Vi hade hört att vägarna i Polen inte var så bra så vi hade räknat med en hel del marginal till när vi var tvungna att vara i Gdansk. Vi tyckte att vägarna vi använde var bra, så att resa från söder till norr var inget problem för oss. Vi använde oss också av de få tullvägar som Polen har och de var riktigt enkla att använda. Du tar en biljett när du kör på tullvägen och betalar sedan vid ett bås, antingen med kontanter (złoty eller Euro) eller kort, när du kör av tullvägen.

Vi stannade vid Toruń för lunch. Vi hade fortfarande en god marginal till när vi behövde checka in för vår resa över Östersjön, så vi hade tid att promenera runt i en av Polands äldsta städer.

Othilia on her way and taking her parents with her through Poland.
The last thing we did before leaving Prague was to visit Othilia’s pediatrician. Then we were on the road.
We divided our journey through Poland into two days. Othilia is great during travel, but we don’t want to push it so it is better to travel more slowly with her. Our first night in Poland we found a local pizza place with great and cheap food.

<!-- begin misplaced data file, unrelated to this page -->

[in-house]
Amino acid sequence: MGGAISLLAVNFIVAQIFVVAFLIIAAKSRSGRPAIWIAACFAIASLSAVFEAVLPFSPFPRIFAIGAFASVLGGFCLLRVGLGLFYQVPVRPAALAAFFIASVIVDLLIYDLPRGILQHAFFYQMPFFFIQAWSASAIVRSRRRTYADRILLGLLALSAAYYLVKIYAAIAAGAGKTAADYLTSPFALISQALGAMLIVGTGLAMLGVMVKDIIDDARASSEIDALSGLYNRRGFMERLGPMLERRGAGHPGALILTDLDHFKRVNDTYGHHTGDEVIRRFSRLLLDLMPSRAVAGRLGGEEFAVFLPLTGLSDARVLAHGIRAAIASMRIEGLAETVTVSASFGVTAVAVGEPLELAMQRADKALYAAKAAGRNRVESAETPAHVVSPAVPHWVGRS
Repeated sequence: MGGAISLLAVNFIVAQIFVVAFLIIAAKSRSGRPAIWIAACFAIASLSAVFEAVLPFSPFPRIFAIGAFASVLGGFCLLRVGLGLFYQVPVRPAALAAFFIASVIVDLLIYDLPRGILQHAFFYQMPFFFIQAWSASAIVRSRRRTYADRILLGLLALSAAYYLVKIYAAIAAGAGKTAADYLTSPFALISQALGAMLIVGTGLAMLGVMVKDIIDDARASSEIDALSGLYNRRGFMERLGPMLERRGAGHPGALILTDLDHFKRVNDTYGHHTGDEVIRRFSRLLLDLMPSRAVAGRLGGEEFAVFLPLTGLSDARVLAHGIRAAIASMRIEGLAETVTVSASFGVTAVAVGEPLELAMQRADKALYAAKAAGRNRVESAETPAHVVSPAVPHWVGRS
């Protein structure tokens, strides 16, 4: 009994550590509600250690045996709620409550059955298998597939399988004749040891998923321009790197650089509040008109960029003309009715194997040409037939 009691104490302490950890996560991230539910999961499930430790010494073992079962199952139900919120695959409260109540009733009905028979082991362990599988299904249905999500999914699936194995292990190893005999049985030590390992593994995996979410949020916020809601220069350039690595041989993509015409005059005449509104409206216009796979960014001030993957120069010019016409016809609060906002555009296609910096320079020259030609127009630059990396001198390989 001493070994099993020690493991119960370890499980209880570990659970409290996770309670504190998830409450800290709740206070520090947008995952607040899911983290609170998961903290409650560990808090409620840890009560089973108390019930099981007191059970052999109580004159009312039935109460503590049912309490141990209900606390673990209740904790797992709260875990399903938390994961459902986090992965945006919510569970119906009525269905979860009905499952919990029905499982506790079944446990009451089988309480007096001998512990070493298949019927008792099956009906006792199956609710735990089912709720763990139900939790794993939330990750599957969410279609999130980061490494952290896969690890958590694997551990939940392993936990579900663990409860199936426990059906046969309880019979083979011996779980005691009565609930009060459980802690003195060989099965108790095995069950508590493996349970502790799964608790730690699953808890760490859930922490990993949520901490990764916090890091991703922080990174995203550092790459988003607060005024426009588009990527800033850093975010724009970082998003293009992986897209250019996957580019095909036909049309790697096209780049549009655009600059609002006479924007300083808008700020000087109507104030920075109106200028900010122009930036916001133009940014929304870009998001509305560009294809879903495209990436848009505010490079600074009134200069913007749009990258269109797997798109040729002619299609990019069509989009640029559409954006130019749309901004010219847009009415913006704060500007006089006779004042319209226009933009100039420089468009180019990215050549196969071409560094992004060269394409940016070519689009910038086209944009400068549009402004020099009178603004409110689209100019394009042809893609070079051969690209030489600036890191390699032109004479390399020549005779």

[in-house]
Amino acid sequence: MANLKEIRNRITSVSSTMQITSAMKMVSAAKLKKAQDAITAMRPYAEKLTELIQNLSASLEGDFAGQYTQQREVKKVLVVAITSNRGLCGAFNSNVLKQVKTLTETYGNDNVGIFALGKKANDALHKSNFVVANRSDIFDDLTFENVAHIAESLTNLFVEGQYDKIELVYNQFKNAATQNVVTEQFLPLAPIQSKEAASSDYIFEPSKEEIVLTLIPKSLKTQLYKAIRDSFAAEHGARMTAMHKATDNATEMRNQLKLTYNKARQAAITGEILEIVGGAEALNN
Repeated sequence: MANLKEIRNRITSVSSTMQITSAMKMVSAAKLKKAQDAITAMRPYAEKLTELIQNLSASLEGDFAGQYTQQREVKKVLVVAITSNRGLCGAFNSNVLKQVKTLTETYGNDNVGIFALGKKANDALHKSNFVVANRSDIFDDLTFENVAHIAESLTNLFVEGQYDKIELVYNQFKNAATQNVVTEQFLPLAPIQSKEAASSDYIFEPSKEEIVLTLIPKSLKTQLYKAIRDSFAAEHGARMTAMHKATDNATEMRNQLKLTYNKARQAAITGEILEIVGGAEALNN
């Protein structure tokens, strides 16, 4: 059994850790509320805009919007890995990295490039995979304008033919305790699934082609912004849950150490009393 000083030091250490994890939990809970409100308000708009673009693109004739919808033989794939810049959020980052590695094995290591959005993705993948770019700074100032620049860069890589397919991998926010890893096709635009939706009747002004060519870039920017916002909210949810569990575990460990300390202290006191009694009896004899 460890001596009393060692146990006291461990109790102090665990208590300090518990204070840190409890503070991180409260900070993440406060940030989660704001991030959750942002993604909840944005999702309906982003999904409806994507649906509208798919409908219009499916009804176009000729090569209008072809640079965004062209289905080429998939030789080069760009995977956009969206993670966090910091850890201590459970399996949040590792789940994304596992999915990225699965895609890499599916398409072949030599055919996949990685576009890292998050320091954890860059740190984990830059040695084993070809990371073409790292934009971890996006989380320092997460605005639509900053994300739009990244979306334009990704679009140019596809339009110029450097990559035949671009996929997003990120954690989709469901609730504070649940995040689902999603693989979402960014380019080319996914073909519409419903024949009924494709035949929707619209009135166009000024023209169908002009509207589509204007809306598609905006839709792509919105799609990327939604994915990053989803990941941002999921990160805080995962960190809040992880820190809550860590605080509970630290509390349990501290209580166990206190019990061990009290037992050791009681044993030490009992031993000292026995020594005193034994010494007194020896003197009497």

We had booked a hotel in Świebodzin and without us realizing it, we were going to sleep next to a giant Jesus statue. This is biggest Jesus statue in Europe – 33 meters high.
Day 2 in Poland and we got a tip to stop in Toruń on our way North. We happened to pass Toruń around lunch time so we decided to have lunch in this old town.
Toruń is one of the oldest cities in Poland. The first settlement has been dated back to the 8th century.
Toruń wasn’t so affected by bombings during World War II. Especially, the old town was left intact so all of the important architectural monuments are originals here.
The astronomer Nicolaus Copernicus was born here in Toruń and he stands as a statue next to the Toruń Cathedral.